Half a Billion in Sales Tax Exemptions for State Businesses - KAIT Jonesboro, AR - Region 8 News, weather, sports

Jonesboro
Erin Coleman Reports

Half a Billion in Sales Tax Exemptions for State Businesses

December 9, 2002
Posted at: 6:45 p.m. CDT

JONESBORO, Ark. -- Arkansas legislators have plenty to prepare for before the next session of the General Assembly begins on January 13. The top item on the agenda: the state's budget for the next two years.

One issue facing legislators is the mandate from the state Supreme Court to fix the educational funding sysytem for public education that the court found unconstitutional in November. The assembly has until January 2004 to find a solution, one that experts say could cost between $400 million to $1 billion.

Many people that KAIT have interviewed have said that an increase in taxes is not what they would like the government to do to ensure the budget is not busted. Governor Mike Huckabee has proposed a sales tax increase. Upon digging deeper into record of the Department of Finance and Administration, it was found that the state has been giving sales tax exemptions to the tune of over half-a-billion dollars.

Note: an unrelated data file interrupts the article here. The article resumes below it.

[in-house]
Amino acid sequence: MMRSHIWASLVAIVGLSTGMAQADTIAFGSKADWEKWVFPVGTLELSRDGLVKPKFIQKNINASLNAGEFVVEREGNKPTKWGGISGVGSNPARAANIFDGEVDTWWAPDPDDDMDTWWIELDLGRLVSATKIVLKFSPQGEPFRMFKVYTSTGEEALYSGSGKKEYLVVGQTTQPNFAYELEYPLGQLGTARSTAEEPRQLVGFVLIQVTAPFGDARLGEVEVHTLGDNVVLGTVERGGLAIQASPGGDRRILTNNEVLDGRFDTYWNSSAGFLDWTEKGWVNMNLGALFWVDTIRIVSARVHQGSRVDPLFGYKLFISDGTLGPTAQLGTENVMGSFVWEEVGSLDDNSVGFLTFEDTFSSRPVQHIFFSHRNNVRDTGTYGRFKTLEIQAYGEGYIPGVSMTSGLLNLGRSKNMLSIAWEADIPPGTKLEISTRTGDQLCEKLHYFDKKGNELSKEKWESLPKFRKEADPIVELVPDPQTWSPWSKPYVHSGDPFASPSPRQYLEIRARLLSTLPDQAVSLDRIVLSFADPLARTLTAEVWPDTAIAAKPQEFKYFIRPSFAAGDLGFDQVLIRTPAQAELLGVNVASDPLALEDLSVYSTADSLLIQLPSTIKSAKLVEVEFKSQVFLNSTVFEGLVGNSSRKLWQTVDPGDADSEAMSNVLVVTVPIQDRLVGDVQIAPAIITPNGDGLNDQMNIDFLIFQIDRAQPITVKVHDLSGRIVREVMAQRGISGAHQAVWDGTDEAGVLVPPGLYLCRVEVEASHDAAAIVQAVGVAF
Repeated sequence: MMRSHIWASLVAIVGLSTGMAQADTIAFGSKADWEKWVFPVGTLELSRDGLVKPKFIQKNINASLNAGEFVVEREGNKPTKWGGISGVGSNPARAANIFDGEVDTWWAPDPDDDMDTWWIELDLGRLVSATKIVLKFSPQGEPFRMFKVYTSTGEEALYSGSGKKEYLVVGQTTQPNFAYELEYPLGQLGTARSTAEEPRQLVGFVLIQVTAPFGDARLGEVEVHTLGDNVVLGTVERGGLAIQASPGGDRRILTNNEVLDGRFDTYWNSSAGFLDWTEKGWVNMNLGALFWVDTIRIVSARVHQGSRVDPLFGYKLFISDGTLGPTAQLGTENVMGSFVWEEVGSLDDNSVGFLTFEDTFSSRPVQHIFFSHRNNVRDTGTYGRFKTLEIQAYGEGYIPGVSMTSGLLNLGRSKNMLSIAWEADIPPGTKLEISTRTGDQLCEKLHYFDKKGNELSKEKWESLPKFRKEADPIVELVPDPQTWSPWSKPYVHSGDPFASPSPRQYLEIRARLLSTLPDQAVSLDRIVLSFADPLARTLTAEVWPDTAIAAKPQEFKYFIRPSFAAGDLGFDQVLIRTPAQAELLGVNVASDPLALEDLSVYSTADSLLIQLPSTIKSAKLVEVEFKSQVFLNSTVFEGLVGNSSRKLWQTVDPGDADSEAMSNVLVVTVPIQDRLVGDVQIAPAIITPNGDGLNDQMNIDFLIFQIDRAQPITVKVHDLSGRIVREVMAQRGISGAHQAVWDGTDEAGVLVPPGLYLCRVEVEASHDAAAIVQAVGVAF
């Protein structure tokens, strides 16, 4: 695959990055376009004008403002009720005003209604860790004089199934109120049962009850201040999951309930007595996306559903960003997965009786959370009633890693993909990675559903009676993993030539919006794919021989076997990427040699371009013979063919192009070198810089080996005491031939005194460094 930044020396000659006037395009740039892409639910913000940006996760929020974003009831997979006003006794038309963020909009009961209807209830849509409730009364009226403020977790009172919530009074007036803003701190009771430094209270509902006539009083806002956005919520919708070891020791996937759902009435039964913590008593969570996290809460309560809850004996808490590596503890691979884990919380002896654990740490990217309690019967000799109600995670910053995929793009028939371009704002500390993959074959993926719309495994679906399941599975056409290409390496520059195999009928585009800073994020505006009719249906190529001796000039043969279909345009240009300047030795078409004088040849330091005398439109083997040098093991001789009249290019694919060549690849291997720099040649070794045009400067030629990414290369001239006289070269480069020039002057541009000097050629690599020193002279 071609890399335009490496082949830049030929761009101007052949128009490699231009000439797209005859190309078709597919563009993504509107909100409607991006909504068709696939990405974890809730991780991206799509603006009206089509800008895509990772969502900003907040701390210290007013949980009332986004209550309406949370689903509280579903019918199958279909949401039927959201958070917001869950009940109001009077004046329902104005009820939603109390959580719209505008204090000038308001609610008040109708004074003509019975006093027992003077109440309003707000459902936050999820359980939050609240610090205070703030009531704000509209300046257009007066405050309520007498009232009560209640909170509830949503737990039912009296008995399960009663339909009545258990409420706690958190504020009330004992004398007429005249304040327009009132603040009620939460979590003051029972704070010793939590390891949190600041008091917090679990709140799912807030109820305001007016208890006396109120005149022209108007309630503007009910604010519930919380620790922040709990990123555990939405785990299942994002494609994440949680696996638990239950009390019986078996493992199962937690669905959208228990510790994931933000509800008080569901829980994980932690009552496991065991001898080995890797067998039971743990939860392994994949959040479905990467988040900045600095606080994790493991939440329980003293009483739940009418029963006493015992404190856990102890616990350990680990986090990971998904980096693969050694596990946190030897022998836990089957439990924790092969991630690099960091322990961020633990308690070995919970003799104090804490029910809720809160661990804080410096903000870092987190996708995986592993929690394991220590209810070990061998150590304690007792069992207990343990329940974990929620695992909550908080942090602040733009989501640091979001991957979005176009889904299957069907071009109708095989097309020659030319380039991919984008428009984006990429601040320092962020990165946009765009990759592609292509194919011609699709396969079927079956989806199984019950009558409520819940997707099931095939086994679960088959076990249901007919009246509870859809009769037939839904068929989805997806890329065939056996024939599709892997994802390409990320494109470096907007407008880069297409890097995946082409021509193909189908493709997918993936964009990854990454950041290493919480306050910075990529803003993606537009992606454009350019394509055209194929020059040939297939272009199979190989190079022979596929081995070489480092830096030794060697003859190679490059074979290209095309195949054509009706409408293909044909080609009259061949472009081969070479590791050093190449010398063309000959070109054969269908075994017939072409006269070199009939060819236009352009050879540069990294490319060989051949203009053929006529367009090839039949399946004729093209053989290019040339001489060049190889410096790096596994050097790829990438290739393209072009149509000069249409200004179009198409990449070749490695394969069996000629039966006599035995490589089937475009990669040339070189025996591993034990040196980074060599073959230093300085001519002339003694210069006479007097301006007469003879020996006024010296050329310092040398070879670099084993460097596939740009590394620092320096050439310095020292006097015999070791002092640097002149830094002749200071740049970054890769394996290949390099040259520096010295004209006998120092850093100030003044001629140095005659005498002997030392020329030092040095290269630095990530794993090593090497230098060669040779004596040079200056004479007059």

From railroads to school busses to newspapers. Those items are part of a long list of products and services that don't pay any sales tax.

"The current Arkansas sales tax law was adopted in 1941," said John Theis. "From the very beginning the law has contained some exemptions."

Those exemptions exist because a group or organization convinced the General Assembly that exemptions are necessary as a means to fairly compete with other businesses. But hidden in state law are millions of dollars.

"If you remove all exemptions that you could potentially remove under Arkansas law, the amount would roughly be $582 million," Theis said. "That is certainly not realistic and there's certainly interest groups that have a stake in each one of those exemptions that could argue strenuously that the exemtion that effects there group should not be affected.'

Sales tax exemptions from the sale of livestock, cotton in it's natural condition, and food from school cafeterias can be found in state tax law. In addition, machinery used directrly in the manufacturing process and breaks for non-profit organizations like the Boys and Girls Club exist.

"Certainly the General Assembly could consider the repeal of one or more exemptions as an alternative to raising taxes," Theis said.

If the assembly decided that it wanted to repeal a specific exemption, the law requires a fifty percent vote in each house. According to Theis' knowledge, however, there has never been any repeal of a tax exemption.

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